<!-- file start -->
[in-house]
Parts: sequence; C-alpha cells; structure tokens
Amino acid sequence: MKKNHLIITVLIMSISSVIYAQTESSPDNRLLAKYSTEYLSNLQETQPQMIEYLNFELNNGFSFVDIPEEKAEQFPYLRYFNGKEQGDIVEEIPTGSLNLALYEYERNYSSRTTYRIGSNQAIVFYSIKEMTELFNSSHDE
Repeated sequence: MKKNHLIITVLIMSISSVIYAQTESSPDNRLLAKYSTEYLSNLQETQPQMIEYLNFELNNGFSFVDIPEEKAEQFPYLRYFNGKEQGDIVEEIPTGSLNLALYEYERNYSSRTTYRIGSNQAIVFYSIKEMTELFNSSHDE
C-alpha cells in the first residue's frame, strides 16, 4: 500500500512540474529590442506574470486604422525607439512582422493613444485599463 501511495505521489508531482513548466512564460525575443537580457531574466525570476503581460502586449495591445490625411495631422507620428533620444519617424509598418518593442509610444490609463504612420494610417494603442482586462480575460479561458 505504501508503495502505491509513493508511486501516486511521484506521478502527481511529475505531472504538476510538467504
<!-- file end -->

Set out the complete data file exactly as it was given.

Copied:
[in-house]
Parts: sequence; C-alpha cells; structure tokens
Amino acid sequence: MKKNHLIITVLIMSISSVIYAQTESSPDNRLLAKYSTEYLSNLQETQPQMIEYLNFELNNGFSFVDIPEEKAEQFPYLRYFNGKEQGDIVEEIPTGSLNLALYEYERNYSSRTTYRIGSNQAIVFYSIKEMTELFNSSHDE
Repeated sequence: MKKNHLIITVLIMSISSVIYAQTESSPDNRLLAKYSTEYLSNLQETQPQMIEYLNFELNNGFSFVDIPEEKAEQFPYLRYFNGKEQGDIVEEIPTGSLNLALYEYERNYSSRTTYRIGSNQAIVFYSIKEMTELFNSSHDE
C-alpha cells in the first residue's frame, strides 16, 4: 500500500512540474529590442506574470486604422525607439512582422493613444485599463 501511495505521489508531482513548466512564460525575443537580457531574466525570476503581460502586449495591445490625411495631422507620428533620444519617424509598418518593442509610444490609463504612420494610417494603442482586462480575460479561458 505504501508503495502505491509513493508511486501516486511521484506521478502527481511529475505531472504538476510538467504